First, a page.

Health & Fitness Journal —
The deteriorating health of jailed Egyptian-British activist Alaa Abd El-Fattah will dominate the upcoming COP27 summit unless Egyptian authorities intervene, Amnesty International has warned.
Fear has mounted for the life of writer Abd El-Fattah, who on Sunday escalated a more than 200-day hunger strike by refusing to drink water.
“Let’s be very clear, we’re running out of time. So if the authorities do not want to end up with a death that they should have and could have prevented, they must act now; 24, 48 hours, 72 hours at most, that’s how much time you have to save a life,” Amnesty International Secretary-General Agnes Callamard said at a news conference in Giza, Egypt, on Sunday.
“If they don’t, that death is going to stick with COP27, it’s going to be there in every single discussion, every single discussion, Alaa,” Callamard added.
Abd El-Fattah, who became a leading voice in the country’s 2011 insurgency, has been imprisoned for much of the past decade. In 2019, he was sentenced to an additional five years in prison for allegedly spreading false news after sharing a Facebook post highlighting human rights abuses in Egyptian prisons.
Callamard said the “extraordinarily serious human rights situation” in Egypt was “focused” on the agenda of the COP27 summit, which began Sunday in Sharm el-Sheikh, Egypt.
“In other words, yes, it’s about climate justice, but you can’t get climate justice anywhere in the world, even in Egypt, if you don’t have human rights protections,” Callamard told reporters.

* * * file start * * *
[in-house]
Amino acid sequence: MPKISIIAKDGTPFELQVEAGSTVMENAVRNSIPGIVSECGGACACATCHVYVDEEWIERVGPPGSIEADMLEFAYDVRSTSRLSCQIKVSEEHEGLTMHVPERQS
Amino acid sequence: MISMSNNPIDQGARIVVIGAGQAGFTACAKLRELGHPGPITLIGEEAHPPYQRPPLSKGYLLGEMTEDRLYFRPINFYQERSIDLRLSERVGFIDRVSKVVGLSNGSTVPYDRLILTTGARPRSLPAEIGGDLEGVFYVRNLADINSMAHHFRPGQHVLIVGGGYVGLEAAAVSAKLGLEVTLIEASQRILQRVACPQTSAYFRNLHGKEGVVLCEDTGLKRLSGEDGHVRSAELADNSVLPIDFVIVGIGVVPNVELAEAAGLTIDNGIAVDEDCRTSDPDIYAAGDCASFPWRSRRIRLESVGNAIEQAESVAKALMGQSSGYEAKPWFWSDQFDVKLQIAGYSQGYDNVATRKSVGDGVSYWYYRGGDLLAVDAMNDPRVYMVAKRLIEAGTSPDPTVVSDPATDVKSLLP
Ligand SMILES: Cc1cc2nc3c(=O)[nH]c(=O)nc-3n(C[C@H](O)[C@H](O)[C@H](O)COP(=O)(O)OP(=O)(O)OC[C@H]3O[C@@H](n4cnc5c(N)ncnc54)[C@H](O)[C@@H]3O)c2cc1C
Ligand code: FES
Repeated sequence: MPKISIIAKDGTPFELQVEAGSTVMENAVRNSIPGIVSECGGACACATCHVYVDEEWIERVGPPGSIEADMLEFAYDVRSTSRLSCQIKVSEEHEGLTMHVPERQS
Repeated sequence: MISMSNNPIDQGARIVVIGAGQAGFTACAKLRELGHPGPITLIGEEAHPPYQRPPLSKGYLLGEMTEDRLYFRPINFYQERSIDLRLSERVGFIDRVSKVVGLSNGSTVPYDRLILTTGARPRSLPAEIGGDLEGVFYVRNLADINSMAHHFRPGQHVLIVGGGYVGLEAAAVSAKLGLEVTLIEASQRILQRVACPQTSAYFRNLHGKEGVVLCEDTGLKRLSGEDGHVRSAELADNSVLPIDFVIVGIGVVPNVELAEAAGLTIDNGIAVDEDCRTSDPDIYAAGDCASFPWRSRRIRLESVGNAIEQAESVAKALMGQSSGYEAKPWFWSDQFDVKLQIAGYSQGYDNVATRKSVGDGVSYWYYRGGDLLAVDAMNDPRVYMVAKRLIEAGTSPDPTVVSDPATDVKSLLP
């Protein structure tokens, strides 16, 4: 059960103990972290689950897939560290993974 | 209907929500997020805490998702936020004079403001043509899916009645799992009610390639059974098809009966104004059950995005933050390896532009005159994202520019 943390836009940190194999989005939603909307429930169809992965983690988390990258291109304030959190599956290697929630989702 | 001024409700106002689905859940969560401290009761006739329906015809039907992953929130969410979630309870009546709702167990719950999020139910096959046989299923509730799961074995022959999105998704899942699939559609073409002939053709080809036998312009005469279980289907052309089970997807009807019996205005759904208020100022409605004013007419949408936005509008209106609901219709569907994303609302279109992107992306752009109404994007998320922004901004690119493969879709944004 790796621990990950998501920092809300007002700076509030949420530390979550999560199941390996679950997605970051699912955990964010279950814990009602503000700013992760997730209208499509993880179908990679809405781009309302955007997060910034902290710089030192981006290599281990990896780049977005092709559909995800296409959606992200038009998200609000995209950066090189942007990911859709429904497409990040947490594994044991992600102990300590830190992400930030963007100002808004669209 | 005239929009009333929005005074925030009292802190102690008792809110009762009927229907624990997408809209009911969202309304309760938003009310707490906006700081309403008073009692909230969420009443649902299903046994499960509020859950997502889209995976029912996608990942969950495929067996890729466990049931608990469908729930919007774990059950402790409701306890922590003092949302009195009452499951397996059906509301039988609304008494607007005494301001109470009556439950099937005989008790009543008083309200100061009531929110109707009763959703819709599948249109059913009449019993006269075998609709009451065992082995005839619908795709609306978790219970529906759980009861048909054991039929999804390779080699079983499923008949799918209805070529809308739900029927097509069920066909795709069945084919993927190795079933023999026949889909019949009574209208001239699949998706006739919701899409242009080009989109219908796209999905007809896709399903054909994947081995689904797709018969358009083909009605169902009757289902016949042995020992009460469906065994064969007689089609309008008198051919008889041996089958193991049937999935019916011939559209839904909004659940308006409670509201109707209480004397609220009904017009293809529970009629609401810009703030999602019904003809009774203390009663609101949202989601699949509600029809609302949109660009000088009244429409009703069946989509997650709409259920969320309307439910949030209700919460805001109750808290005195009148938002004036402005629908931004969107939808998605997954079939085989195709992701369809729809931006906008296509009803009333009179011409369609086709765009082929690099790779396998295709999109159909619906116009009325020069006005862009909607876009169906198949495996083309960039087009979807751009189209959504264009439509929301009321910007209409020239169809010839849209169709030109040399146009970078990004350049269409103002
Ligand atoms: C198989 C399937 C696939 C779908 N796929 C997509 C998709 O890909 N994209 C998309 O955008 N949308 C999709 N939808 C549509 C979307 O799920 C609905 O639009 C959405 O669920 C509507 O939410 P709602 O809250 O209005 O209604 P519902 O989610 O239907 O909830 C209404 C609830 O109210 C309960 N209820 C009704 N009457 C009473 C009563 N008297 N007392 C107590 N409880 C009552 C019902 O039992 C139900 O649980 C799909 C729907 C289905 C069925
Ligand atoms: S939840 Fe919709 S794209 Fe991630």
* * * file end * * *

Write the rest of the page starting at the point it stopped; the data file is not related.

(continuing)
British Prime Minister Rishi Sunak on Sunday pledged to raise Abd El-Fattah’s case before the Egyptian government when he attends next week’s summit.
In a letter to Abd El-Fattah’s sisterSanaa Seif, Sunak expressed concern at the activist’s “deteriorating health”, adding his case “remains a priority for the UK government”.
According to Sunak, British “ministers and officials continue to press for urgent consular access to Alaa and are calling for his release at the highest level of the Egyptian government”.
In a letter written to Sunak and shared with Health & Fitness Journal, Seif said, “I firmly believe that Alaa will personally die if he is not released in the coming days, possibly while you are in Egypt.”
Abd El-Fattah’s mother was born in London in 1956 and acquired British citizenship in 2021, according to the Free Alaa campaign website. He has since been granted the right to a consular visit by representatives of the British embassy, a right previously denied to him by Egypt, Free Alaa said.
According to the Free Alaa campaign, Abd El-Fattah has been on a hunger strike since April 2nd.